"YES. YES. YES. Simply Marvellous"
by remotegoat reviewer for remotegoat on 01/11/16

For people of my age, Margaret Thatcher was a permanent and pervasive presence throughout our childhood (I was born the summer before she became Prime Minister); she and her government would be the most important political influence on our lives and development. Of course I myself had very little knowledge of the people or their policies other than that, according to my brother’s badge (he’s nine years my senior) Maggie ‘snatched’ his milk - and by extension mine; also, Kenneth Baker gave me occasional - very welcome - days off school while my teachers attended ‘Baker Days’.
But that’s not what this play is about. It’s a fine political comedy which cannot help but enchant, amuse and entertain anyone with knowledge or experience of the ’80’s. And when I say amuse I mean really, properly make you laugh, I very rarely laugh aloud at any entertainment (even when I find it funny) but I guffawed at this!
There are tender moments too - the scene following the death of Ian Gow particularly springs to mind, but also - much as I hate to admit it with my solid lefty heritage - the loneliness of Thatcher at the end. I’m not spoiling things - we all know how the story has to end. The drama and the comedy comes from examining the people involved, their loyalties, lack of loyalties and the way they interact in the bizarre world of Westminster (sounds like potential there for some kind of online political RPG...). There is an absolutely outstanding scene where phone calls are batted back and fourth between Lawson, Howe, his Private Secretary and the Cabinet Secretary.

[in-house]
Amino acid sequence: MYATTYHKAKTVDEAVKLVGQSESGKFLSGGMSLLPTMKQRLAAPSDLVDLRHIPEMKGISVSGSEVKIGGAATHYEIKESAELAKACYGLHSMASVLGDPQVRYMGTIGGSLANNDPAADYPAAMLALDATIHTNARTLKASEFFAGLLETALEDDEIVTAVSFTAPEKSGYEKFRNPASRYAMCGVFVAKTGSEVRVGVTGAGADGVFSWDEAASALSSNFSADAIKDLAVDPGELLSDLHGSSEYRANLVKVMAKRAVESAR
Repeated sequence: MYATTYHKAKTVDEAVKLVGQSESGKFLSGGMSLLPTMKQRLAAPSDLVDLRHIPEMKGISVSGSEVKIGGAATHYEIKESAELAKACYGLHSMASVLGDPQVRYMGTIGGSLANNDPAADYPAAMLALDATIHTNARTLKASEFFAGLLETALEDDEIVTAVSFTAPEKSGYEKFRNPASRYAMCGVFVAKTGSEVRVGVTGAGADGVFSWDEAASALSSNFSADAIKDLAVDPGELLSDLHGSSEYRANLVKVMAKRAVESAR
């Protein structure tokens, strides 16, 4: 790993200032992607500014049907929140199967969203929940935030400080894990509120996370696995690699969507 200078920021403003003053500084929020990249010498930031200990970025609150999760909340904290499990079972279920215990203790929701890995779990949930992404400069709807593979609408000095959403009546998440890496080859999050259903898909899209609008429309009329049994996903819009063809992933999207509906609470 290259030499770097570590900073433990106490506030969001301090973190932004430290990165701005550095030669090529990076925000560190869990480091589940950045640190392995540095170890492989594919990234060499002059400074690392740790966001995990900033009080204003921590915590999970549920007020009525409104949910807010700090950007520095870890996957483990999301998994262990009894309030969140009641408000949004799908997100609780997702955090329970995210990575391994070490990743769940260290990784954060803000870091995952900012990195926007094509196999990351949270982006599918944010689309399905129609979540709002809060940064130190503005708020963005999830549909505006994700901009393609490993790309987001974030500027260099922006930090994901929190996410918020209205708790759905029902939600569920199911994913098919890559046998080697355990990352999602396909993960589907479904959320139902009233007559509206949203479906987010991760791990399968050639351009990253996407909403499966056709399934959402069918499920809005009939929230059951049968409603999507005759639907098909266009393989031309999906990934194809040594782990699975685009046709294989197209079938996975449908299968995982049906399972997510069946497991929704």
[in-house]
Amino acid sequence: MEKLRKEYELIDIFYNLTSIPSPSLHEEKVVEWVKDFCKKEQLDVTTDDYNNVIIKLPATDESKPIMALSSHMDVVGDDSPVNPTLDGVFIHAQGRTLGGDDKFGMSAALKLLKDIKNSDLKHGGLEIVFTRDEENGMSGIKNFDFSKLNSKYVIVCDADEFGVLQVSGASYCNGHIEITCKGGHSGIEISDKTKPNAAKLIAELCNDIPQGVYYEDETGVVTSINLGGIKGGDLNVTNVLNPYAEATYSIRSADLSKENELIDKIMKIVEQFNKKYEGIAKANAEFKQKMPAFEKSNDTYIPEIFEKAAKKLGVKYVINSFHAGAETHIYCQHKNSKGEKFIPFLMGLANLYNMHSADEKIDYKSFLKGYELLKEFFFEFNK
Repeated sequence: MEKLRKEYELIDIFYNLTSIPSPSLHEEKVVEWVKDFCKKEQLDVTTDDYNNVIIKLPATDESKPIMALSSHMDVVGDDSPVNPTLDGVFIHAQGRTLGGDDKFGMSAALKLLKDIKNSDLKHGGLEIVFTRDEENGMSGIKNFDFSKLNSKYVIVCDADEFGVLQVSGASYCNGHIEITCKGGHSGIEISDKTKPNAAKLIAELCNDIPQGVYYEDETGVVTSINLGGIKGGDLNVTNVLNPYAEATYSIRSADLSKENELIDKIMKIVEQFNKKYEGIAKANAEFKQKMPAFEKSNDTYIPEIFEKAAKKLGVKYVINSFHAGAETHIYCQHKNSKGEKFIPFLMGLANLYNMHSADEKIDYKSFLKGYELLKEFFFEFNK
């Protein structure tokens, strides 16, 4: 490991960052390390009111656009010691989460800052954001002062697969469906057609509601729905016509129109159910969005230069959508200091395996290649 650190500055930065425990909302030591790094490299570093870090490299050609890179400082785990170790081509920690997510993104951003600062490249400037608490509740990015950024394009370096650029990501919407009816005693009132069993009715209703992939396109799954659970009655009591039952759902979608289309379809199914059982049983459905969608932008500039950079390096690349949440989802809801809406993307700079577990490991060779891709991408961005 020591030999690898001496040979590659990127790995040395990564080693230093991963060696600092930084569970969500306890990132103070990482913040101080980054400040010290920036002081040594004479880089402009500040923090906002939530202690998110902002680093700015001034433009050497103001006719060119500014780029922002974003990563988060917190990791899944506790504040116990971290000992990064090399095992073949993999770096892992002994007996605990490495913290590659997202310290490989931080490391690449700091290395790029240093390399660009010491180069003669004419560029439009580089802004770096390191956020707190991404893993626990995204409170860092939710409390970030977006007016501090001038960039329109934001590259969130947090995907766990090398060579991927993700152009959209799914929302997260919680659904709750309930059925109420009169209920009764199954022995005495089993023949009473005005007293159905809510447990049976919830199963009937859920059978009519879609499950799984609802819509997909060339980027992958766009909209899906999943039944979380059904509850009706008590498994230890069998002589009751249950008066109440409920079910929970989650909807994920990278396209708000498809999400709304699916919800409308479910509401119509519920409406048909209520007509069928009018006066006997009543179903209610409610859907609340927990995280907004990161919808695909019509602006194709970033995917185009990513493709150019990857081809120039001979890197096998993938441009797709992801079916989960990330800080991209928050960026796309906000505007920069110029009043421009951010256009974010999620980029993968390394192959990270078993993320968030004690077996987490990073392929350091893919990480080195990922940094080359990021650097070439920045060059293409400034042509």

I can’t eulogise enough on the cast, so I won’t. Only to say that the three main characters of Geoffrey Howe, Margaret Thatcher and Elspeth Howe are played fabulously by Paul Bradley, Steve Nallon and Carol Royle respectively. I don’t think one can avoid seeing a certain similarity between Carol Royle’s Elspeth and the character of Annie Hacker in Yes Minister; both incredibly capable, sane, strong and supportive women: and if you’re to be compared to a character in another comedy, surely there’s none better in this context.
There is I suppose a question around casting a man as Margaret Thatcher, when we famously have such shortage of meaty roles for women ‘of a certain age’ but Steve Nallon will for ever be associated with Thatcher by anyone who watched Spitting Image. Also, and this may be just me, in my view Thatcher is in a way beyond gender, maybe I say that partly because even though the first female Prime Minister was a massive event, in the end she did very little to further the cause of gender equality. Something this play also looks at.
My hat really comes off to Graham Seed, Christopher Villiers and John Wark who form a kind of chorus: keeping us, the audience, abreast of where we are in the story as well as each playing at least three roles (Seed = 3, Wark = 5).
The meat of the story is how a rift develops between the PM and her closest ally (sound familiar Blair / Brown?) and how the question of our relationship with Europe deepens political divides (again, how times have[n’t] changed!). Finally Howe has to make a choice between loyalty to a leader and friend who has treated him badly but has made his career and the political suicide of sticking to his beliefs but keeping the respect and support of the woman he loves. In the end we know that the man described by Denis Healey as being like a dead sheep when on the attack (hence the title of the show) turns out to be a wolf beneath, delivering a great, crippling blow to his one-time ally.
Like all the best stories, Love and Right come through in the end. But this was also true: would you expect it to happen now? Maybe some things have changed.

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